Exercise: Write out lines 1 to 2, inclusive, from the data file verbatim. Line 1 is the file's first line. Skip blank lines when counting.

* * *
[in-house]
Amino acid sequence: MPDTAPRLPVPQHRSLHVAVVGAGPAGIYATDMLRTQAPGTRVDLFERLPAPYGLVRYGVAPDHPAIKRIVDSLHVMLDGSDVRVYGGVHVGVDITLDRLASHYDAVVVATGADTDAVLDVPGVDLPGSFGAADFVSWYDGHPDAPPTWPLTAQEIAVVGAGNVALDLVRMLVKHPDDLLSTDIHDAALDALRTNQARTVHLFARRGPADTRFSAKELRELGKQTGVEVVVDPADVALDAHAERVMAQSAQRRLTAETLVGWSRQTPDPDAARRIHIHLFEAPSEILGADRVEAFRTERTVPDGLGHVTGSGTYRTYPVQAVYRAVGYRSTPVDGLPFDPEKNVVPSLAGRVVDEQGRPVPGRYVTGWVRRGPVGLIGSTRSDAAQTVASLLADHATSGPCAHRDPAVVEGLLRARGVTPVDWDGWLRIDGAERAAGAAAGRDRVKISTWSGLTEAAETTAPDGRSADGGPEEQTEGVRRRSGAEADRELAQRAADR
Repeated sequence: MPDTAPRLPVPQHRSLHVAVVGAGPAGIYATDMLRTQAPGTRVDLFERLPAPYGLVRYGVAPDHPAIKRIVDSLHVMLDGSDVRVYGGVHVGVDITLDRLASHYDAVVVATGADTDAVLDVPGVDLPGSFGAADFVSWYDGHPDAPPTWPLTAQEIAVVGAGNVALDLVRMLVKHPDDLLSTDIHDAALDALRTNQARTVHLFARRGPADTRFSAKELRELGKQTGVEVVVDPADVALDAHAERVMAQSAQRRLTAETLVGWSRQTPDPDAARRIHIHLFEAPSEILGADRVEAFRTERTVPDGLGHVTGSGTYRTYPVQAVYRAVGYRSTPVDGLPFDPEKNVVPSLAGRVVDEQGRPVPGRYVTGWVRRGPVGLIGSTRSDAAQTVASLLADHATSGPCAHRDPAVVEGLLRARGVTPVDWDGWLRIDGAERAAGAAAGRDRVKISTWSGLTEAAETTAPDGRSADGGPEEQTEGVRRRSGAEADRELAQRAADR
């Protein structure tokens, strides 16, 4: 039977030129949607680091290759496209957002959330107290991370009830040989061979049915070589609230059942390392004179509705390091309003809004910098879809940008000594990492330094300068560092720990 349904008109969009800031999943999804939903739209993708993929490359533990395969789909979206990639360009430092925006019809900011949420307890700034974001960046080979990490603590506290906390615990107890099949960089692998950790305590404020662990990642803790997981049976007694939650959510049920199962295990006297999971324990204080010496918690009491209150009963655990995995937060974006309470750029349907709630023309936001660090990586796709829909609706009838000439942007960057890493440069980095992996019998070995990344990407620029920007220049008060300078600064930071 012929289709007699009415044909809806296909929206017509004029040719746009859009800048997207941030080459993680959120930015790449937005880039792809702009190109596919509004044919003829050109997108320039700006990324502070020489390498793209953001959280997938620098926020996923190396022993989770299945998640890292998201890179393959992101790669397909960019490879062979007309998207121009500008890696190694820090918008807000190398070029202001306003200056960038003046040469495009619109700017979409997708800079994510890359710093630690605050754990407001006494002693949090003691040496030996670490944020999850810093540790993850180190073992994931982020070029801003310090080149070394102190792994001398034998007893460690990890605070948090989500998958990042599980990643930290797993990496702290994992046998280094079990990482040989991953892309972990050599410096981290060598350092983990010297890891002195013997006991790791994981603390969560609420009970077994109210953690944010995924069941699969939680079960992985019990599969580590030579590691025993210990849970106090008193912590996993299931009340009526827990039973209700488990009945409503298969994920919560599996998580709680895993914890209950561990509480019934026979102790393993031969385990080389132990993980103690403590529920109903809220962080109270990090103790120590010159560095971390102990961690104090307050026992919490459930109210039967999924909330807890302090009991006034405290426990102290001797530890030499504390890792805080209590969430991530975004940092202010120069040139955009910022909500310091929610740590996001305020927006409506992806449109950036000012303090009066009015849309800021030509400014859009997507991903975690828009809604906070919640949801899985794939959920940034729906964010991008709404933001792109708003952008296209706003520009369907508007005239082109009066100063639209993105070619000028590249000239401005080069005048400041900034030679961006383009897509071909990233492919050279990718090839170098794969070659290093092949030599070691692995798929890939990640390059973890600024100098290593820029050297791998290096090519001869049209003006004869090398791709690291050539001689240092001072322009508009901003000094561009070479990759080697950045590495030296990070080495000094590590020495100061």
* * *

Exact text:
[in-house]
Amino acid sequence: MPDTAPRLPVPQHRSLHVAVVGAGPAGIYATDMLRTQAPGTRVDLFERLPAPYGLVRYGVAPDHPAIKRIVDSLHVMLDGSDVRVYGGVHVGVDITLDRLASHYDAVVVATGADTDAVLDVPGVDLPGSFGAADFVSWYDGHPDAPPTWPLTAQEIAVVGAGNVALDLVRMLVKHPDDLLSTDIHDAALDALRTNQARTVHLFARRGPADTRFSAKELRELGKQTGVEVVVDPADVALDAHAERVMAQSAQRRLTAETLVGWSRQTPDPDAARRIHIHLFEAPSEILGADRVEAFRTERTVPDGLGHVTGSGTYRTYPVQAVYRAVGYRSTPVDGLPFDPEKNVVPSLAGRVVDEQGRPVPGRYVTGWVRRGPVGLIGSTRSDAAQTVASLLADHATSGPCAHRDPAVVEGLLRARGVTPVDWDGWLRIDGAERAAGAAAGRDRVKISTWSGLTEAAETTAPDGRSADGGPEEQTEGVRRRSGAEADRELAQRAADR